South Carolina Celebrates The 150th Anniversary Of Its Secession
The Secession Ball in Charleston was cause for celebration for a number of South Carolinians pining for the good old Civil War days. Hoop skirts and frock coats marked the occasion.
“We are very proud of who we are,” said Chip Limehouse, a South Carolina legislator who rented a historically accurate suit and vest for the formal ball celebrating the anniversary. “This is in our DNA.”
Great-great-great-granddad fought the Yankees, lost his plantation, was bathed in glory, the men and women at the ball like to say. They’re proud of their ancestors, they declare, and that’s why they paid $100 apiece to take part in an event touted as a “joyous night of music, dancing, food and drink.”
Charlston’s mayor, Joe Riley, calls the event “unfortunate” and “the opposite of unifying.” When he tells the crowd the secession movement was partially motivated by slavery, someone shouts, “You’re a liar!”
A narrator intoned that the 169 South Carolina men who voted unanimously to secede were “compelled by the same sublime courage” as the men who fought against Britain in the Revolutionary War the century before. Slavery was mentioned, but the main reasons for secession were portrayed as high tariffs and Northern states using Southern tax money to build their own infrastructure.
President Pro Tempre of the South Carolina Glenn McConnell is the star of the event. He is a defender of all things confederate and has a Civil War memorabilia business.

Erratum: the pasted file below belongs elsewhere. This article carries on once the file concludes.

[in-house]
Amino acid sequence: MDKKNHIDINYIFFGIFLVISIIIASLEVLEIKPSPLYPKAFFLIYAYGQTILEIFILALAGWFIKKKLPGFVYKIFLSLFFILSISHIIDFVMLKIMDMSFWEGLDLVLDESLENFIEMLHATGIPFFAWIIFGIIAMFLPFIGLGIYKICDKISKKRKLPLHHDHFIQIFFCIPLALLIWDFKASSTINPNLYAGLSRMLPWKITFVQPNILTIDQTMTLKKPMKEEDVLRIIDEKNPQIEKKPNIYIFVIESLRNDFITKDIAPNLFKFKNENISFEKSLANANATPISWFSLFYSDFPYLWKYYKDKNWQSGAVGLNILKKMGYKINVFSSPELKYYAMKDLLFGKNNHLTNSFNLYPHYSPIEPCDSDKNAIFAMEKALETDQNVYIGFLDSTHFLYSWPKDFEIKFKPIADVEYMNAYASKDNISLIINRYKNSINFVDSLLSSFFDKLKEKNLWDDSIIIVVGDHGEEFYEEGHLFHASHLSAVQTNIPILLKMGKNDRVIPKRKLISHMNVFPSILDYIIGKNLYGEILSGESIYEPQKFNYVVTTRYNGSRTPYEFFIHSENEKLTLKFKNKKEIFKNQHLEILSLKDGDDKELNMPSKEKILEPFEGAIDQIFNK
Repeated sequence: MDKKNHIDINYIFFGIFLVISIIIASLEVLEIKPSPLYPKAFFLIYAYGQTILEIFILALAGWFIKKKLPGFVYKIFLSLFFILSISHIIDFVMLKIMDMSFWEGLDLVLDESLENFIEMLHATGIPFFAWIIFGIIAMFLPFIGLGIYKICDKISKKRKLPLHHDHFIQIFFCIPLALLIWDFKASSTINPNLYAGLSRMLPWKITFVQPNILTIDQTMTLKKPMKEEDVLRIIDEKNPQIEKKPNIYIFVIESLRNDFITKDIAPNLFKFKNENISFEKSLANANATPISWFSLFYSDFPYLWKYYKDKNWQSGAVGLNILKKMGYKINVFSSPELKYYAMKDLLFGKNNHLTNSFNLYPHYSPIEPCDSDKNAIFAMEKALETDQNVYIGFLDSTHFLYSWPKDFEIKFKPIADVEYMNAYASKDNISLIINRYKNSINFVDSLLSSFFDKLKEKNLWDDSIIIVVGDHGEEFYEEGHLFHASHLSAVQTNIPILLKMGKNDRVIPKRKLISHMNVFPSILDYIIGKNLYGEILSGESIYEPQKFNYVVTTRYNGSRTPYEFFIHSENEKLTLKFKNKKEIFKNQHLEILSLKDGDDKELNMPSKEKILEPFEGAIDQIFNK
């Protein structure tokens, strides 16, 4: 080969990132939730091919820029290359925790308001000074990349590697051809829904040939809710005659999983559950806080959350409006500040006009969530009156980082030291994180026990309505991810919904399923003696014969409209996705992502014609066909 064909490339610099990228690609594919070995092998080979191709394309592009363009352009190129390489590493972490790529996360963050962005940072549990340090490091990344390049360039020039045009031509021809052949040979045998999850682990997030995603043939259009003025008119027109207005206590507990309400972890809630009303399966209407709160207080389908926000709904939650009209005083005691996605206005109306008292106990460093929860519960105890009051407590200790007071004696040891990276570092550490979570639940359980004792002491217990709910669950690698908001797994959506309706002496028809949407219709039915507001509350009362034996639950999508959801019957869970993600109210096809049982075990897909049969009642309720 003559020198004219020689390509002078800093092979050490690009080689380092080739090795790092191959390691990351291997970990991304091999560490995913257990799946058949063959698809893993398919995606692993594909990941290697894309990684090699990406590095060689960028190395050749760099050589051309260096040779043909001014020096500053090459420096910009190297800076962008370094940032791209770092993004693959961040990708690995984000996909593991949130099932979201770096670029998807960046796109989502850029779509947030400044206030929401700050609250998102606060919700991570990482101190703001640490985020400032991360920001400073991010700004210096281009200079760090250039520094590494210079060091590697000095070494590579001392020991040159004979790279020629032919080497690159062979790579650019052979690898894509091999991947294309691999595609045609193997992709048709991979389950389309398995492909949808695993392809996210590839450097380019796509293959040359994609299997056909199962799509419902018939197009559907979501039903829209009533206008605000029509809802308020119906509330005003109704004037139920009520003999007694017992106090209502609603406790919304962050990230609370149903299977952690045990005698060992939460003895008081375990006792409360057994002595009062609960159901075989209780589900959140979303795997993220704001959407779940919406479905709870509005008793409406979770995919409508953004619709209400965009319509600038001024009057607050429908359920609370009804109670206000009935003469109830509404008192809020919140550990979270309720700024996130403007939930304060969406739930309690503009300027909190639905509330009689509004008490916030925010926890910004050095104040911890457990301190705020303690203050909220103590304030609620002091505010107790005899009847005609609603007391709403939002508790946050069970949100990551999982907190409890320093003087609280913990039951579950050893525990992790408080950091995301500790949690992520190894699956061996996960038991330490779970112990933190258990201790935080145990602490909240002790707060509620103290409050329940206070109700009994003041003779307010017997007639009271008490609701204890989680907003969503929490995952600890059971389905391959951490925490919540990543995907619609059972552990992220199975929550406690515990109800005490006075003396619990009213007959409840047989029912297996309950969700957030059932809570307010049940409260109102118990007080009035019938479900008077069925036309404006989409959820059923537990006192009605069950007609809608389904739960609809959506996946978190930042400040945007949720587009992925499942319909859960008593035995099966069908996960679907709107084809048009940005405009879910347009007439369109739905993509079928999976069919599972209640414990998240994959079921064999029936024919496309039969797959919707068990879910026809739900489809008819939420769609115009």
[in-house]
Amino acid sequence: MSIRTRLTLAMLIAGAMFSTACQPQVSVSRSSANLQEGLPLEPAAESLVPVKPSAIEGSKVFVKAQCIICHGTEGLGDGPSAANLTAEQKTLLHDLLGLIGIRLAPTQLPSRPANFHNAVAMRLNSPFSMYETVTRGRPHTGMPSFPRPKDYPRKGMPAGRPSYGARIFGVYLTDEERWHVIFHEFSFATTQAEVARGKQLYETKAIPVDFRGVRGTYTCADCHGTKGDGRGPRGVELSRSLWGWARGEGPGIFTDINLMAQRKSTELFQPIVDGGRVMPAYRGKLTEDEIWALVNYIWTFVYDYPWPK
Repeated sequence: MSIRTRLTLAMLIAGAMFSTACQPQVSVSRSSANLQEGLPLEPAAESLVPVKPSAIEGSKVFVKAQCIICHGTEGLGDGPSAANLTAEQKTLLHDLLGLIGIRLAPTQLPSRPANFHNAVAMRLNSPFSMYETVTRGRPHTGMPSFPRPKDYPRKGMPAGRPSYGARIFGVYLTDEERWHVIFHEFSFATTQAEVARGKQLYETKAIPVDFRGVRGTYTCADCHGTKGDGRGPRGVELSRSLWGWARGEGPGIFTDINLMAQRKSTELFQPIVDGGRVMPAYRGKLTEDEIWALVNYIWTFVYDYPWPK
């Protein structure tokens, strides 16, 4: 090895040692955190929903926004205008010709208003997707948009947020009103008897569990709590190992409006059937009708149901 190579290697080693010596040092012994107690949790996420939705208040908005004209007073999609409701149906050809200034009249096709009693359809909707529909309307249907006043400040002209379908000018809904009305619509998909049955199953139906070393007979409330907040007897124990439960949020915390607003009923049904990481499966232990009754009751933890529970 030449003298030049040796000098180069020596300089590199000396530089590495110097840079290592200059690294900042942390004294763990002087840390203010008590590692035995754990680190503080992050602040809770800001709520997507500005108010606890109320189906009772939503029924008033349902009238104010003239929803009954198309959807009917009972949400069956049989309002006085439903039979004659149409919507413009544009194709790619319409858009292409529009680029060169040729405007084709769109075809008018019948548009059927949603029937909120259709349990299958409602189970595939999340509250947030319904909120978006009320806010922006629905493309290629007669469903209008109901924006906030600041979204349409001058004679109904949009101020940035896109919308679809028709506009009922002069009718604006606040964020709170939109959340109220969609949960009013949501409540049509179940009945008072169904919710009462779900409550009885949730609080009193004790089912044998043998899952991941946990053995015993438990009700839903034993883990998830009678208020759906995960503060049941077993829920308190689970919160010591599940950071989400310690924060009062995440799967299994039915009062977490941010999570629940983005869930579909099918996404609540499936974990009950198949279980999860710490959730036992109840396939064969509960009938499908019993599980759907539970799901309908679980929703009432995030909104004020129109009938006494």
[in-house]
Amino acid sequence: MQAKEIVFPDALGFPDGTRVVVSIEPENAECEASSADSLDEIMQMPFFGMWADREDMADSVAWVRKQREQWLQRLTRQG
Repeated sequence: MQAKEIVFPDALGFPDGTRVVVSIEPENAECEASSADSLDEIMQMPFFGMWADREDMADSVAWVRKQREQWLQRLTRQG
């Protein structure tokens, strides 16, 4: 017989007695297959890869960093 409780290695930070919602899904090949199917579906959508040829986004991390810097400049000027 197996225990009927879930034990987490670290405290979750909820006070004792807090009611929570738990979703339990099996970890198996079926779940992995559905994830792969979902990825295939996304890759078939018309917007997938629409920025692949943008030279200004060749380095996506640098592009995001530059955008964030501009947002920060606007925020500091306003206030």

Chip Limehouse, a parking company owner who represents Berkeley and Charleston counties in the South Carolina House of Representatives, grinned when the subject of the protests came up. “They actually helped ticket sales,” he said of the protestors. “We’d like to thank them. Without them, we wouldn’t have made budget.”
Rev. Joseph a. Darby, vice president of the local NAACP has the hard evidence that slavery as the key issue of the confederacy.
Darby…spent much of the day talking about documents drafted during the secession commission that mention slavery repeatedly and cite it as a prime motivating factor. But the point, he said, is not merely a matter of historical contention. Celebrating secession, he says, contributes to an atmosphere of inequality in present-day South Carolina, where fights over the quality of education and job opportunities for African Americans still simmer. Reminders of secession are everywhere. In Charleston, there’s a Secessionville Road; in Beaufort, there’s a Secession Golf Club.Click here for reuse options!
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